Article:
August 15, 2022

Gabbing Geek

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Simpsons Did It!: “Mountain Of Madness”

In which Homer and Burns discover the true meaning of "cabin fever".

Apparently, a bad fire drill can go wrong in many, many different ways.

Yes, Mr. Burns feels the need to shake things up at the Power Plant, and the best way to do that is run a fire drill.  Now, rather than a quick, orderly exit from the building, instead there’s a huge mad dash of employees going in all kids of directions, including one man going in circles.  Homer snatches one irreplaceable photo from his work station (an Old Timey one of himself), Lenny won’t leave without his cocoa, one man brandishes a fire extinguisher to fight off his co-workers instead of a potential fire, and another guy just runs in circles.  Smithers was trying to keep time but his stopwatch only went as far as fifteen minutes.

Homer does get out first, but then he blocks the exit with a bench and tells Burns he “won”.

Point is, Burns is disappointed enough to decide that the whole plant needs a lesson in teamwork and calls for a team-building exercise that weekend at the nearby national park, Mt. Useful.  Is that the best name writer John Swartzwelder could come up with?  I dunno.  Probably.

Homer brings the family along.  He didn’t realize he wasn’t supposed to.  That works out well for Smithers.  See, Burns had everyone divided into pairs.  Lenny and Carl got picked to go together, and neither seemed all that happy about it.  Burns was supposed to get Smithers, but since Burns thought Smithers was being something of a pill, the rigged name-calling didn’t work out in Waylon’s favor.  Burns instead got set up with Homer.  Smithers was set up with himself.  Then Bart and Lisa became his partners, but Bart kept asking about gold and maple syrup while Lisa pulled out every injured animal she could find.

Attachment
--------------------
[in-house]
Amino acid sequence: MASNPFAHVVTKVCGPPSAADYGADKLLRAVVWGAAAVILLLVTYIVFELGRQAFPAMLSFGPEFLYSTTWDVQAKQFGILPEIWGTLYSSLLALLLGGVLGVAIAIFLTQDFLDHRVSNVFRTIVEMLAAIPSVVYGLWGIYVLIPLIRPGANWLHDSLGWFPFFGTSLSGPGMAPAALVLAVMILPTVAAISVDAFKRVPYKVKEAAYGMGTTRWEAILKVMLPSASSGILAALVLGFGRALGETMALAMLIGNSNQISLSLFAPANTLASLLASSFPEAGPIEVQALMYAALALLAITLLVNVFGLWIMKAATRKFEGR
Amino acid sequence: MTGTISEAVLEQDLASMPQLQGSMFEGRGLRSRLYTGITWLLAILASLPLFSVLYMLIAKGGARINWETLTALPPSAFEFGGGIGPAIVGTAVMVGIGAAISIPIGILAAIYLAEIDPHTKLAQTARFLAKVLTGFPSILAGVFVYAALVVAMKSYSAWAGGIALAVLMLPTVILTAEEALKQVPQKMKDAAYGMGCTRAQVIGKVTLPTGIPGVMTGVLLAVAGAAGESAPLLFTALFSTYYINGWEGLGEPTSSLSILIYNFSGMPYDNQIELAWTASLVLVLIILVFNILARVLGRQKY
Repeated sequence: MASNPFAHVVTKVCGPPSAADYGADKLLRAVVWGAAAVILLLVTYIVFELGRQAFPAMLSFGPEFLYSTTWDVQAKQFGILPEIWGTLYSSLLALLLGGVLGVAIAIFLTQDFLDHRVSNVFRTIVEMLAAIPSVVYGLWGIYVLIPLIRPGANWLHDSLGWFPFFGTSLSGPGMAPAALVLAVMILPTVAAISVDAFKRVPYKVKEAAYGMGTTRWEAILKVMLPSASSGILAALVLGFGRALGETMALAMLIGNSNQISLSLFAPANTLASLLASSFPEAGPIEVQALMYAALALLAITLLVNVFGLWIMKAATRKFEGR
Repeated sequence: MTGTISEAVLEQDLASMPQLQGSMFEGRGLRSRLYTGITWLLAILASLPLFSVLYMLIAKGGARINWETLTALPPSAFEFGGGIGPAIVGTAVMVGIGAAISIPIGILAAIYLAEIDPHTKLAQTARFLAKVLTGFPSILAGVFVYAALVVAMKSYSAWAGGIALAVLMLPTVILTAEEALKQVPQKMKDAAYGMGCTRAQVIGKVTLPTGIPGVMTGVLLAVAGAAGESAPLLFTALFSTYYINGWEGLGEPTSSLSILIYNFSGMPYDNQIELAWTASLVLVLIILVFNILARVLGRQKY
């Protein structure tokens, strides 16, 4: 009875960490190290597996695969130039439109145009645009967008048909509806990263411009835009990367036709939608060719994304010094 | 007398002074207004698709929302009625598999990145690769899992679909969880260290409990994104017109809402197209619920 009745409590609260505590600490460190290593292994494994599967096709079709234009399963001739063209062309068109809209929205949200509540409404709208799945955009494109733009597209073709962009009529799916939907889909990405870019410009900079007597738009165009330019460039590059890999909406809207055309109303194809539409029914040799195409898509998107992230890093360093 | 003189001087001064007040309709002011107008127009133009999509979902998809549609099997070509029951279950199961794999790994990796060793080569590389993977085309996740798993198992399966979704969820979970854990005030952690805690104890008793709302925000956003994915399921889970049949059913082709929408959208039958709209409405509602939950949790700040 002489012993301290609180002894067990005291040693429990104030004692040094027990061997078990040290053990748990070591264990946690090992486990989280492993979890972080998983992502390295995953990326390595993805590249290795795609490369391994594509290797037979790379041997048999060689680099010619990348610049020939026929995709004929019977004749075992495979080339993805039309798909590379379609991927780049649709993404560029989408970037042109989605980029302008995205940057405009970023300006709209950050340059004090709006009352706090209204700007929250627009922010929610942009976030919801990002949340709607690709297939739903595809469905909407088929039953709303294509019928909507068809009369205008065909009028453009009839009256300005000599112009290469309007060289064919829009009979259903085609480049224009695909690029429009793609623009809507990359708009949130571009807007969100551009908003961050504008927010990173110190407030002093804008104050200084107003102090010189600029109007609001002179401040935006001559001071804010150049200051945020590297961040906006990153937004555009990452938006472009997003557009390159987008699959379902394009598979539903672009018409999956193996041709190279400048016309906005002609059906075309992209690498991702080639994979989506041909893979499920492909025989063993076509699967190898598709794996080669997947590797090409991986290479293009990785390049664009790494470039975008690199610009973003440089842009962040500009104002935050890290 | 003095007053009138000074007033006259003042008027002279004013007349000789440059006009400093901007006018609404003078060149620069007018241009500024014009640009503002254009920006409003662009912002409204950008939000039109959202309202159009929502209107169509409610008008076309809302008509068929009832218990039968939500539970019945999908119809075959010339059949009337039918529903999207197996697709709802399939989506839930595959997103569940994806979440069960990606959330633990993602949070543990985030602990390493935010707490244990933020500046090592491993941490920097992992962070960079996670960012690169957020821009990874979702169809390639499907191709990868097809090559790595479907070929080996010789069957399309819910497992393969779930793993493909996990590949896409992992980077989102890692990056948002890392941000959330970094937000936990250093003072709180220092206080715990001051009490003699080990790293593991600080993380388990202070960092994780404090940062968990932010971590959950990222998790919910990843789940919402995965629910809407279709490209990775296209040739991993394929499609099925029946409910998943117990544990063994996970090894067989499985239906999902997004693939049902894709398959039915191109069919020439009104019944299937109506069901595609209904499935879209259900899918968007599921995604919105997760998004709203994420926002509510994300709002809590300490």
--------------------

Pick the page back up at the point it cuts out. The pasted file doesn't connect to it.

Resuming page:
Why would this be a problem?  Well, the teams had to work together to find a cabin in the woods, and the last team there would be fired.  Smithers feared it would be him.

It wouldn’t be Burns and Homer.  Simple reason, really:  Burns would cheat, and Homer would not object to such a plan.  A secreted horseless sleigh ride later gets Burns and Homer to the cabin first.  Then they clink champagne glasses and cause an avalanche, burying the cabin.  Since Lenny and Carl were the second ones there, and the cabin was nowhere to be seen, they left.  The plant’s employees instead took over a ranger’s station.

A quick tunnel out would have worked, but then Homer and Burns did a high five and caused another, much worse avalanche.  With their heat source extinguished and more snow than ever on top, there isn’t much for Homer and Burns to do but build snowmen, dress the snowmen in their own clothes, get really paranoid, and hallucinate.  Homer sees Burns surrounded by mean looking snowmen.  Telling Burns he has power–political powers!–causes Burns to see Homer surrounded by the sorts of political leaders Burns probably thinks still runs the world.  That’d be Abe Lincoln, Teddy Roosevelt, King Tut, Chairman Mao, and Gandhi.

The scuffle causes Burns to hit the propane tank, which goes off and rockets the cabin down the mountain to where everyone else is.  How convenient.

And then Lenny is the last one in.  I guess he got fired.

And I further guess Homer and Burns never looked at each other the same way again.

Now where did that drunk find the booze in the ranger look-out station?

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